Rediscover: Tony Horwitz

Pulitzer Prize-winning reporter and acclaimed nonfiction author Tony Horwitz died earlier this week at age 60. He was in Washington, D.C., on tour for his latest book, Spying on the South: An Odyssey Across the American Divide, when he collapsed suddenly. He is survived by his wife, Pulitzer Prize-winning author Geraldine Brooks (Year of Wonders, March, People of the Book), and two children.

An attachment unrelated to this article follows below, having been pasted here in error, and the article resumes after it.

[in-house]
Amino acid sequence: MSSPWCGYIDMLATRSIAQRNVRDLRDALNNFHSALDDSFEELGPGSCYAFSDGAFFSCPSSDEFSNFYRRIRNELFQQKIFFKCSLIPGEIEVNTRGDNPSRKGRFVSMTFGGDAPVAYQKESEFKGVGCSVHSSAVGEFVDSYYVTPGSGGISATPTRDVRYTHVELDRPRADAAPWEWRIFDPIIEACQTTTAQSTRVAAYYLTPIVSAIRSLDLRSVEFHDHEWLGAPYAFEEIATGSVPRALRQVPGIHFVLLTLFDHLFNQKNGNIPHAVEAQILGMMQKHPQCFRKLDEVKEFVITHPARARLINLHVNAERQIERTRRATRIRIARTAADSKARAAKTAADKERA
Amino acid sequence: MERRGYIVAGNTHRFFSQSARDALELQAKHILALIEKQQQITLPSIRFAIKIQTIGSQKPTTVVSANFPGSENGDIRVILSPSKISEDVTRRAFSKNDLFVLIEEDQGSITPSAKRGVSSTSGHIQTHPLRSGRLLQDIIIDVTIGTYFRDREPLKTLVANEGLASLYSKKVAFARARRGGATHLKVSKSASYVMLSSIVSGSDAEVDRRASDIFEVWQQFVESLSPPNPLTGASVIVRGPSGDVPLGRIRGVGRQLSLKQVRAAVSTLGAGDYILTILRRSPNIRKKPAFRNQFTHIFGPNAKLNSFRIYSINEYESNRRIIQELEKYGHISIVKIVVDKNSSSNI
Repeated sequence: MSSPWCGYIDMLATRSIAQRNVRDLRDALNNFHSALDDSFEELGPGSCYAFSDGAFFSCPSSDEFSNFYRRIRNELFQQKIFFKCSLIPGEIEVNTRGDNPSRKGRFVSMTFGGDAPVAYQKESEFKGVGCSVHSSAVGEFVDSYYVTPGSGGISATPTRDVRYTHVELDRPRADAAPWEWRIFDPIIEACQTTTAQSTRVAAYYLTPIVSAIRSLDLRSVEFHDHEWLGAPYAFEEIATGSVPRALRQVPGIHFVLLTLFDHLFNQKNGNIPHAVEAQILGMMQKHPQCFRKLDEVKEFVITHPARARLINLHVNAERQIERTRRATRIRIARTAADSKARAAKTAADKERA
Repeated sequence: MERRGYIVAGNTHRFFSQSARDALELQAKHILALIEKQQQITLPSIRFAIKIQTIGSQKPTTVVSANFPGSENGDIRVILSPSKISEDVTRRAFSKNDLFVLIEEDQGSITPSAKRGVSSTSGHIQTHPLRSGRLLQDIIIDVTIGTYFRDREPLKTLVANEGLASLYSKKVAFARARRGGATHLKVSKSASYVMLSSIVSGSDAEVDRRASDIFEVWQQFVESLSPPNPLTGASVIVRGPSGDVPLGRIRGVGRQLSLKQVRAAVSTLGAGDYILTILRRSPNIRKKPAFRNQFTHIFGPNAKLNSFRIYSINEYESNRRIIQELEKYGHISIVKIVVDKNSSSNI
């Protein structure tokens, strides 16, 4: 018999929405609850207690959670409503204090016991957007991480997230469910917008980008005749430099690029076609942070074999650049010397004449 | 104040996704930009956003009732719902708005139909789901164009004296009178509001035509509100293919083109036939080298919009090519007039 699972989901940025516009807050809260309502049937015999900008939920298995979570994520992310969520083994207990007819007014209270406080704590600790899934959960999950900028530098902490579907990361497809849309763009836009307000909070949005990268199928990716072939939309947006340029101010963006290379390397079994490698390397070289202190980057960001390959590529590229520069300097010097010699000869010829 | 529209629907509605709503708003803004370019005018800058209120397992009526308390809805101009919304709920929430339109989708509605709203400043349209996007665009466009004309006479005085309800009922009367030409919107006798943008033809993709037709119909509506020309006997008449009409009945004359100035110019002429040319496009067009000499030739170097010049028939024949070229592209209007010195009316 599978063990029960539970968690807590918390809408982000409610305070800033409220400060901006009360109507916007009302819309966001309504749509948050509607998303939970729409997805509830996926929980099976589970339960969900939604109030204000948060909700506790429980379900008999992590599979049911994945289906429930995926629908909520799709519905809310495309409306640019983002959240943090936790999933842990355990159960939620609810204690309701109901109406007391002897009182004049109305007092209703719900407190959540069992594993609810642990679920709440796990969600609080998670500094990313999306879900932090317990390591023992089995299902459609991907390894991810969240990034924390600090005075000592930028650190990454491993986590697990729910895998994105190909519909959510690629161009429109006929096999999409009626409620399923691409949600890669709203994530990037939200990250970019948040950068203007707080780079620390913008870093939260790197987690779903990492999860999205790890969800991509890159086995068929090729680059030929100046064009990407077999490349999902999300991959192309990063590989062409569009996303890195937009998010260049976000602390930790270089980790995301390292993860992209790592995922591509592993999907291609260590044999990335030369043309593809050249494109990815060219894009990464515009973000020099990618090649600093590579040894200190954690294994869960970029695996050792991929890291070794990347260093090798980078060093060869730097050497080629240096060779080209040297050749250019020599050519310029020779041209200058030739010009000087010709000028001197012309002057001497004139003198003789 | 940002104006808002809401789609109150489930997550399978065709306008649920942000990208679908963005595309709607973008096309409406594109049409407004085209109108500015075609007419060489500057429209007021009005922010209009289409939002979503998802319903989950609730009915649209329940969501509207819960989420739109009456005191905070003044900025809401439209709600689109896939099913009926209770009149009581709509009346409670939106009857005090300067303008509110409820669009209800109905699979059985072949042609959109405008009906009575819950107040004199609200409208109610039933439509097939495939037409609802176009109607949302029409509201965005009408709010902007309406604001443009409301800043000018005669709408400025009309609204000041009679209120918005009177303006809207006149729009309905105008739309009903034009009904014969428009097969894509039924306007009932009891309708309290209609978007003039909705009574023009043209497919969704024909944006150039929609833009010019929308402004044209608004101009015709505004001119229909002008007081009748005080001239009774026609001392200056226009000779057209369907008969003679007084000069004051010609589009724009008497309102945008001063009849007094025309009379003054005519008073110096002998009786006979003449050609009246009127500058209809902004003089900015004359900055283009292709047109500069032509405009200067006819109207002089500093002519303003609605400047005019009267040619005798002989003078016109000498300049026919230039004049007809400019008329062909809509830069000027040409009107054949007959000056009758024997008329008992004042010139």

Horwitz won the 1995 Pulitzer for National Reporting for his Wall Street Journal articles about poor working conditions in low-wage jobs across America. He was also a New Yorker staff writer and foreign correspondent in war zones across the Middle East and Africa. Horwitz is perhaps best known for Confederates in the Attic: Dispatches from the Unfinished Civil War (1998), in which he travels the South and participates in reenactments to explore the Civil War's lingering legacy. His other books include Blue Latitudes: Boldly Going Where Captain Cook Has Gone Before (2002), A Voyage Long and Strange: Rediscovering the New World (2008), and Midnight Rising: John Brown and the Raid That Sparked the Civil War (2011). Spying on the South retraces the 6,000-mile journey of Frederick Law Olmsted, the New York Times journalist who later designed Central Park, across the 1850s South. It is available from Penguin Press ($30, 9781101980286). --Tobias Mutter

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